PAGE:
But when this film was bad, it was PHENOMINALY bad. The soundtrack is kind of to blame, in my opinion. The Sinicized tones sound like a 1980's horror film if anything. Scenes like the slime in the bathtub and the baby being kidnapped work with it since they're trying to give off a scary vibe, but when it tries to attempt something more lighthearted, it doesn't even BEGIN to level it out. The first movie managed to take the climax with the final confrontation of Gozer and still manage to deliver some good laughs. There was nothing in the climax of this film that I could bring myself to chuckle to, mostly because it involved a small infant dangling on the wall between life and death with a satanic looking Shakespeare trying to possess his body. I'm sorry, but WHERE in a scene involving THIS would I be inclined to be humored?
If this was how unfunny a sequel in this franchise was back then, I CRINGE to think what would have happened if 3 lived to see the light of day in THIS generation.
Oh, and the remix of Ray Parker Jr. song was terrible and forced. Just thought I'd make that clear.
R.I.P. Harold Ramis November 12th, 1944 - February 24, 2014
Ghostbusters 2 is highly entertaining motion for anyone that digs films that are great fun from start to finish. This movie has a vast amount of memorable moments, sequences, and lines. Although the storyline here is very similar to that of the first one, the entire motion picture delivers so much amusement that it is often hard for viewers to keep up on the movie's central plot. Regardless of all these factors, Ghostbusters 2 is easily one of the best sequels ever produced in motion picture history.
This movie takes place fives years after the events of the first Ghostbusters flick. Peter, Ray, Egon, and Winston have been given a judicial restraining order by the entire New York community. The order strictly forbids them performing services as ghost busters. You see, even though they saved the world from utter destruction at the end of GB1, they caused a lot of damage to a high-rise apartment building located near Cenral Park. However, the boys reunite after Dana has a scary and mind-boggling experience when her infant son, Oscar, is mysteriously taken away while in his carriage out on First Avenue. After some investigation and deliberation, they decide to jackhammer a hole in the middle of the busy intersection. When Ray goes below like a worm on a hook he discovers a river of pink slime flowing heavily under the city. Later in the movie, the find out that the slime is the living embodiment of the bad vibes and negative feelings that have been generated over time by the citizens of New York City.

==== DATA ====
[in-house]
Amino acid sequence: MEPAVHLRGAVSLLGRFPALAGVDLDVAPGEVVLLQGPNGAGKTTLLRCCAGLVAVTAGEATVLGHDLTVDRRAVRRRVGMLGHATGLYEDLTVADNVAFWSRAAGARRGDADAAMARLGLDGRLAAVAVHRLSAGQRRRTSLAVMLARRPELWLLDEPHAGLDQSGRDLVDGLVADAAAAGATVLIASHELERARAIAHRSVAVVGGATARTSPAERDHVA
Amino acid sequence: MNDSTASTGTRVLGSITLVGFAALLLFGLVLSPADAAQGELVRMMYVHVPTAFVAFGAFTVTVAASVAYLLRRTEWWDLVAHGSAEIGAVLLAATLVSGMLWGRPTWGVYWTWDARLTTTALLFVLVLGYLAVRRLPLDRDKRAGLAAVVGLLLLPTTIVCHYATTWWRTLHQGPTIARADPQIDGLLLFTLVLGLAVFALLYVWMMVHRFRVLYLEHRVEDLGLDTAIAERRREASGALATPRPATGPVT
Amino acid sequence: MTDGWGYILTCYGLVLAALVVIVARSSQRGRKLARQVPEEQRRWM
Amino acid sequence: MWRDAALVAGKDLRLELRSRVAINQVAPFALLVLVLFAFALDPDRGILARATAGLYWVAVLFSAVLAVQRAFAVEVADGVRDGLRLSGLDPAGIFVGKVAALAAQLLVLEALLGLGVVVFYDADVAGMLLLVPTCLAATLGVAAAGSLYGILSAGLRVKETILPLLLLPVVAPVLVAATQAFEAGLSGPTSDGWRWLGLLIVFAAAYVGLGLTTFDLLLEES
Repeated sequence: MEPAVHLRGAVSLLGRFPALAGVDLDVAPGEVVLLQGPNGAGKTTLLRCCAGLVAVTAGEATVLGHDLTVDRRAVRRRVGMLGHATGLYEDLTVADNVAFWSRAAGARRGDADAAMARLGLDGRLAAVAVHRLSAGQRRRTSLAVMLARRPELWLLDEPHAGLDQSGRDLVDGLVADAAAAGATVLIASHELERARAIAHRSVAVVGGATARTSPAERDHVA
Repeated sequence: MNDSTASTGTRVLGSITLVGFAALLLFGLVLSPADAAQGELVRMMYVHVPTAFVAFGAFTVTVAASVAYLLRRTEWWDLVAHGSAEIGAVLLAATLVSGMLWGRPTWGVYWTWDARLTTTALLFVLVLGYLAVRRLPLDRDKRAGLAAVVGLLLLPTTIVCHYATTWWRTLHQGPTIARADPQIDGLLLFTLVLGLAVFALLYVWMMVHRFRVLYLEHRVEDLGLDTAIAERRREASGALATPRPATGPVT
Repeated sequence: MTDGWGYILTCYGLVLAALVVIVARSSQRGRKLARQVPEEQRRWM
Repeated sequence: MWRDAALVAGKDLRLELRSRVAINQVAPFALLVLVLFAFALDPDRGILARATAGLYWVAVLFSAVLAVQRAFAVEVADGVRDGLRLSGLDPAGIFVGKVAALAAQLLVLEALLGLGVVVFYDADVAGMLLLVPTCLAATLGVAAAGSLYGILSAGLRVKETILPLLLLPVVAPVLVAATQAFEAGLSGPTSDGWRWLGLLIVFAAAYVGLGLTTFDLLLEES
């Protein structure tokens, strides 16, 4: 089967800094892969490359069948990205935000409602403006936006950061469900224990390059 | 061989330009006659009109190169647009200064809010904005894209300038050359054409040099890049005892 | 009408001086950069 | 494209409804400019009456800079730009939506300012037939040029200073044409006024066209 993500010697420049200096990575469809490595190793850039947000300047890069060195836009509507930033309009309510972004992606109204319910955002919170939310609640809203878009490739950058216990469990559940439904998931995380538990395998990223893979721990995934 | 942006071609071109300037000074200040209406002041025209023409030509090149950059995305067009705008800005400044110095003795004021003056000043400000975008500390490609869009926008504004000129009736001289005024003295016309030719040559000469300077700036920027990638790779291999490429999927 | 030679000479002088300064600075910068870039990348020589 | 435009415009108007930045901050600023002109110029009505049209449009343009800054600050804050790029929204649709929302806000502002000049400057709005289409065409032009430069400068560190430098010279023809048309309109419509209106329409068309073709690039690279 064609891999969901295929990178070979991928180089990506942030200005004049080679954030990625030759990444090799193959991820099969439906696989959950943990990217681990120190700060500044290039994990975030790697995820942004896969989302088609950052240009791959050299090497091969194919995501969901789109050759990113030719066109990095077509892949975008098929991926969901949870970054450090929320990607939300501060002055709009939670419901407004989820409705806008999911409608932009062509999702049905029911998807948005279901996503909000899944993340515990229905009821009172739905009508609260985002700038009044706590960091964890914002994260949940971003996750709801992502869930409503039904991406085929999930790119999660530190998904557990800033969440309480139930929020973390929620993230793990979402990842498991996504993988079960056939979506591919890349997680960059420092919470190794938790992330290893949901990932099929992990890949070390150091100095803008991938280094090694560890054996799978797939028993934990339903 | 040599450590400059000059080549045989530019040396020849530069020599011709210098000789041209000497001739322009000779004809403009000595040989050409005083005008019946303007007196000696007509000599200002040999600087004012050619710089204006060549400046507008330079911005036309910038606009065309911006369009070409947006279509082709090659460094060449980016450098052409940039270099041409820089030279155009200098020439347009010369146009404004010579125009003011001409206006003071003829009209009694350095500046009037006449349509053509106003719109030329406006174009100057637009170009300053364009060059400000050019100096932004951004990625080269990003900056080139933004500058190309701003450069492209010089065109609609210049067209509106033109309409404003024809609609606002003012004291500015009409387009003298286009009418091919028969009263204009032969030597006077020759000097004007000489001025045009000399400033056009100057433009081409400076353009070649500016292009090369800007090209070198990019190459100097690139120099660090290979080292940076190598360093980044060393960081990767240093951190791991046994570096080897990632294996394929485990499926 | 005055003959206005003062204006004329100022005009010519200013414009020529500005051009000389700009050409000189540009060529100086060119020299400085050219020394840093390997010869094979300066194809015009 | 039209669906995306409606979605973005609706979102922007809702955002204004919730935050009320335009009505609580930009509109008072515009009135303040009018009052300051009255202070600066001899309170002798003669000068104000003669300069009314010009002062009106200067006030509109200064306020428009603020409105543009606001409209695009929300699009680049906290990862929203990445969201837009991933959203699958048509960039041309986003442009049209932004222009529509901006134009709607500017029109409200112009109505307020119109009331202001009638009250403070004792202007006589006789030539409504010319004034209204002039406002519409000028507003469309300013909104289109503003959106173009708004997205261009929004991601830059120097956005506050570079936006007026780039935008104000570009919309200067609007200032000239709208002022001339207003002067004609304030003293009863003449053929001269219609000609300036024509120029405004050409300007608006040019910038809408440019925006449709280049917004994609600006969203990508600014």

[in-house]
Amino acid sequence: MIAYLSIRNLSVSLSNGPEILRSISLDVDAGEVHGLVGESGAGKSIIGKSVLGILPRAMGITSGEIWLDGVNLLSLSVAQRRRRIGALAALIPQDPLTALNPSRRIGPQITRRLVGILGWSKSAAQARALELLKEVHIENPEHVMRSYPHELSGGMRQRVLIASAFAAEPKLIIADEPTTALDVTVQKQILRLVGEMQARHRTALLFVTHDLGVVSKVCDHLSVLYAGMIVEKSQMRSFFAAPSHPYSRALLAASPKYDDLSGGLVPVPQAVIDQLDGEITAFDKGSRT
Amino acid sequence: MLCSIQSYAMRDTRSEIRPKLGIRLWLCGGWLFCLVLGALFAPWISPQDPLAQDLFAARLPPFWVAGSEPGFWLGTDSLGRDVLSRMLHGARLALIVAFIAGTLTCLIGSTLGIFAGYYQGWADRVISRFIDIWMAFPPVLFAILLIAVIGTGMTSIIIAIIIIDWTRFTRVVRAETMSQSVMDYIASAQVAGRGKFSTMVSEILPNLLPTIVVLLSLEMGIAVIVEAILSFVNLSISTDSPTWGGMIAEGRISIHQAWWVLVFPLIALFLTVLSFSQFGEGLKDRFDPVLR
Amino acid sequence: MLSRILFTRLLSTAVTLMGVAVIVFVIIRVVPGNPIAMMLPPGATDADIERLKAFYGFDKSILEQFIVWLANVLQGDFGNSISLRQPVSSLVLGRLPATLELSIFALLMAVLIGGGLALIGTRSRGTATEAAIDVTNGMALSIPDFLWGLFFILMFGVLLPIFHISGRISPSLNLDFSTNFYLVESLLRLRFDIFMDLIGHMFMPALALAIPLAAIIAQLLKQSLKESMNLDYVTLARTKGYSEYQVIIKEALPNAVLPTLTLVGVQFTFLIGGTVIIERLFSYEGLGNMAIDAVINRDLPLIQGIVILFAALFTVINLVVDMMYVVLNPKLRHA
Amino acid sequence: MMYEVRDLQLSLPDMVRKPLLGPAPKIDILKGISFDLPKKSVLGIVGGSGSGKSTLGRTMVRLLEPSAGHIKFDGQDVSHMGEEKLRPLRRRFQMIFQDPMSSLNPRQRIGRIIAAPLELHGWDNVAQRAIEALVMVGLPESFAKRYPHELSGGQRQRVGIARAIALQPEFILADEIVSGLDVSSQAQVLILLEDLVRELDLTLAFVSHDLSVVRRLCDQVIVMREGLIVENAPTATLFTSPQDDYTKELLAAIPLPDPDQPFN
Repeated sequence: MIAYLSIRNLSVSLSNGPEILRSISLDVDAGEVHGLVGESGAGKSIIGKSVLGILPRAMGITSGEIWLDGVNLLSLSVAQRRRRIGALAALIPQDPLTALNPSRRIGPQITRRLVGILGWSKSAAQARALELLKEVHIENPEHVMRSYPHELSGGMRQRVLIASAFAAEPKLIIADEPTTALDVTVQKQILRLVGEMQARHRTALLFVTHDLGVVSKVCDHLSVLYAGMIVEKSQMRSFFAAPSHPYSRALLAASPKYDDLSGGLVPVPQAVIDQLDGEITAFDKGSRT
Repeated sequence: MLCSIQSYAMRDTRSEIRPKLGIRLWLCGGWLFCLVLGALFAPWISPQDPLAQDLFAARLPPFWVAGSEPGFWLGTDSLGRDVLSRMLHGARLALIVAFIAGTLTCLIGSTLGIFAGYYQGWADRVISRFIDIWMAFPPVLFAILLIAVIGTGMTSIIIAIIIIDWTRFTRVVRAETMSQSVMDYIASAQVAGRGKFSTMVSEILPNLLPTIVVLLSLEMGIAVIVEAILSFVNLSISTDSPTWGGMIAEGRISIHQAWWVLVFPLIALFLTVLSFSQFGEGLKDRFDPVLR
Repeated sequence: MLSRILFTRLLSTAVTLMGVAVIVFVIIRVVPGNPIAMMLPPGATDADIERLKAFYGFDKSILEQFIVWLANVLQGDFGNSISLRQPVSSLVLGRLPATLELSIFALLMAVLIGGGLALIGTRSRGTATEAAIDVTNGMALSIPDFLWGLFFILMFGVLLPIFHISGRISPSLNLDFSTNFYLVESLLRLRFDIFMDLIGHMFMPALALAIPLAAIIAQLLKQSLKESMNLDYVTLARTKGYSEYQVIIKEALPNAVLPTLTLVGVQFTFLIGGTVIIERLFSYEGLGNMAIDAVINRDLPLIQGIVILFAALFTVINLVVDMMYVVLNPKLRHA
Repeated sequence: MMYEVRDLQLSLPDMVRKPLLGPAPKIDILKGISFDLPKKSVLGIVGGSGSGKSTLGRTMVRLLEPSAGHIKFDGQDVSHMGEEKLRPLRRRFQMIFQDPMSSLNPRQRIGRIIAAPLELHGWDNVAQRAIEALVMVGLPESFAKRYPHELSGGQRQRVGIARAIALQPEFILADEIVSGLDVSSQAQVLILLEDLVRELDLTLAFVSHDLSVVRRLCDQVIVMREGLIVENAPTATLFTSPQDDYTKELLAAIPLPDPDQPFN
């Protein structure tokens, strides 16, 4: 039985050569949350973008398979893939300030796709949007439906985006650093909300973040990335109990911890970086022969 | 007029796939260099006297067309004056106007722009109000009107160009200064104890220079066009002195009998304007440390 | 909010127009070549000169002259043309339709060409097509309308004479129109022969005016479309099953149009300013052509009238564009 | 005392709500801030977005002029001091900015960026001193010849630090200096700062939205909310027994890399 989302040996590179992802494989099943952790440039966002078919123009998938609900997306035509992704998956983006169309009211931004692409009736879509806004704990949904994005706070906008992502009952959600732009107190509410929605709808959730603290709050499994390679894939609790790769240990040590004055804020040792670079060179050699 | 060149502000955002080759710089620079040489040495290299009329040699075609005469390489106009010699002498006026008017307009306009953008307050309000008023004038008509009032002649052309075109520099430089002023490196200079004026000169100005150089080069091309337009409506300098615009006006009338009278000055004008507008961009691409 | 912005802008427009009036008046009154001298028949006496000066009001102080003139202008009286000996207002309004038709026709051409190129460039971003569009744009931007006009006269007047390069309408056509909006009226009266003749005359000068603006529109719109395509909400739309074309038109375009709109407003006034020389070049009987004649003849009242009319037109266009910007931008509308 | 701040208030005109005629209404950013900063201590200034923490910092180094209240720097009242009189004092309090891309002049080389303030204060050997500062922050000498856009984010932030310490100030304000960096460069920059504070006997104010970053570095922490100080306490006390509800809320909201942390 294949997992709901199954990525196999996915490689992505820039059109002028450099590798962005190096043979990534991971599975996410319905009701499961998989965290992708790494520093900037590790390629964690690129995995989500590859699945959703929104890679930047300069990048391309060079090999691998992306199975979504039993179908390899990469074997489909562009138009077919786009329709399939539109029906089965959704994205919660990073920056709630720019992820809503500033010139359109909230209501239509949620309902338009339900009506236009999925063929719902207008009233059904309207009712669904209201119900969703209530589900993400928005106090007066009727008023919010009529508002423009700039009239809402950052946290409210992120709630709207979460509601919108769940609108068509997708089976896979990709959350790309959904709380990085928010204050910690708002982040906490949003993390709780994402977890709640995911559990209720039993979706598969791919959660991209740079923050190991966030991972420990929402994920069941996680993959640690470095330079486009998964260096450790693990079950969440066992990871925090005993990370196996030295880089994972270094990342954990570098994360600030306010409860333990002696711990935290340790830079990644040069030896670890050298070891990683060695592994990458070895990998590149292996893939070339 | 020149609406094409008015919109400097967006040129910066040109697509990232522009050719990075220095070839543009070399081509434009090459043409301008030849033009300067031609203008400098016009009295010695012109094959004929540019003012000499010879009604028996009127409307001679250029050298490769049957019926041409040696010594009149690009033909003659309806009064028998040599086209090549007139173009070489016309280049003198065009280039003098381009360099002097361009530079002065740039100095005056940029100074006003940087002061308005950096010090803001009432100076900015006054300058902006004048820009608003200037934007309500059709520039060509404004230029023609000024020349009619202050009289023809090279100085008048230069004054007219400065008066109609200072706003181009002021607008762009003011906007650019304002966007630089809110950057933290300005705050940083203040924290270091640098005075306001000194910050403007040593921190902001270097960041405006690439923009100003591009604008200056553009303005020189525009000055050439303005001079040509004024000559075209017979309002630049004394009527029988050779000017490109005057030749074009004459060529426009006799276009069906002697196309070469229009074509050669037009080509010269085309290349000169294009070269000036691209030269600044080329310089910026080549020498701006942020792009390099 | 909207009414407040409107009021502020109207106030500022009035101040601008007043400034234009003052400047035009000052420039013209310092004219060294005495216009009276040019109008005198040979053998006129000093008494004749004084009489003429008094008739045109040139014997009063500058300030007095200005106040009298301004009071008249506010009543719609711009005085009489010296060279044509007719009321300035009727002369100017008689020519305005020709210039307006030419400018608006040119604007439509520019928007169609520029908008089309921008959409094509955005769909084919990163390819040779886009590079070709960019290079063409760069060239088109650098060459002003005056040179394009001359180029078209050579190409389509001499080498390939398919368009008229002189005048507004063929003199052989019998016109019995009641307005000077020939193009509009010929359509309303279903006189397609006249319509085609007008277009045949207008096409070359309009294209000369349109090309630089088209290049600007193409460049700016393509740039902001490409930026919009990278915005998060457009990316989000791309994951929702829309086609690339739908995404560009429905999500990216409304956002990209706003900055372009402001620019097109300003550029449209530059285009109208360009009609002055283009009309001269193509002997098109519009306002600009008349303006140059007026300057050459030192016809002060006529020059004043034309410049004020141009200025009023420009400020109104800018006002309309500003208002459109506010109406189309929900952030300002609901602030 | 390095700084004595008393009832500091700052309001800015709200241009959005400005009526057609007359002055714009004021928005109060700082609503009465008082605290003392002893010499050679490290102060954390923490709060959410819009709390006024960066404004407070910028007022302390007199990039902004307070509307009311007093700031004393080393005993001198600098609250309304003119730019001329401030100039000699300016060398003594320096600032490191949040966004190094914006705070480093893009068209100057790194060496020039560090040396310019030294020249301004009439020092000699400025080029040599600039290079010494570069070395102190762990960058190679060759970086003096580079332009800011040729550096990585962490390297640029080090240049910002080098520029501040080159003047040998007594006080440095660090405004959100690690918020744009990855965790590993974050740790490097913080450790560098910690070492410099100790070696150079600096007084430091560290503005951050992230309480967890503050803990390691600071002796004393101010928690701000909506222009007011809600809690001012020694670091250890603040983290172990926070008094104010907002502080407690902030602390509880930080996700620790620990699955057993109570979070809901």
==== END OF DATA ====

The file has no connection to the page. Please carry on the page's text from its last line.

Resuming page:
Right now I would like to elaborate on what is perhaps the most memorable sequence in the entire movie: the courtroom scene. Following their late-night excavation on First Avenue, Peter, Ray, and Egon are arrested for willful destruction of public property and causing a blackout over the entirety of New York City. The three of them are put on trial in a court of law presided by Judge Stephen Wexler. Wexler's nickname is "The Hammer". This is so because he is a constant gavel banger and screams at other people just for the fun of it. Therefore, Judge Wexler is very sadistic, arrogant, and closed-minded. He also has a very lousy temper. As a result of his hot anger towards the guys, the pink slime in the jar present in the room bubbles like crazy and eventually unleashes two gigantic apparitions: the Scoleri brothers. The judge recognizes them because he himself gave the brothers the death penalty for murder a long time ago. The two ghosts now want to kill him. All this chaos forces the judge to eliminate their restraining order so that the two ghosts can be removed from the courthouse. They succeed and the Ghostbusters are back in business.
Ghostbusters 2 is truly a magnificent motion picture! The courtroom scene and many other moments will have you laughing like a maniac. This movie, like the first one, will forever remain to be a favorite with me.
Ghostbusters is a comedy that has worked its way into the hearts and minds of people the world over. And its not hard to understand why. It had a fantastic idea. And matched it with the perfect cast to turn the No 1 box-office hit of 1984 into an enduring classic.
Then five years later, the cast and production team returned for this sequel. But unfortunately, as is often the case of sequels, they seldom live up to their predecessors. Ghostbusters II is lacking in the energy and drive that propelled the original, something that reflected the box-office takings. Part 2 seriously underperformed compared to Part 1. They just couldn't repeat the same magic twice.
All the cast are back, and Ivan Reitman is again directing, but there's nothing terribly original about this film. Its just a retread of the first, with only a few novelties thrown in for good measure.
There is a bit of poignancy in the early scenes. Time has not been kind to the Ghostbusters. Because there is no Ghostbusters anymore. When they saved the world from the Stay Puft Marshmallow Man (the only one who doesn't return for Part 2), they also put themselves out of business.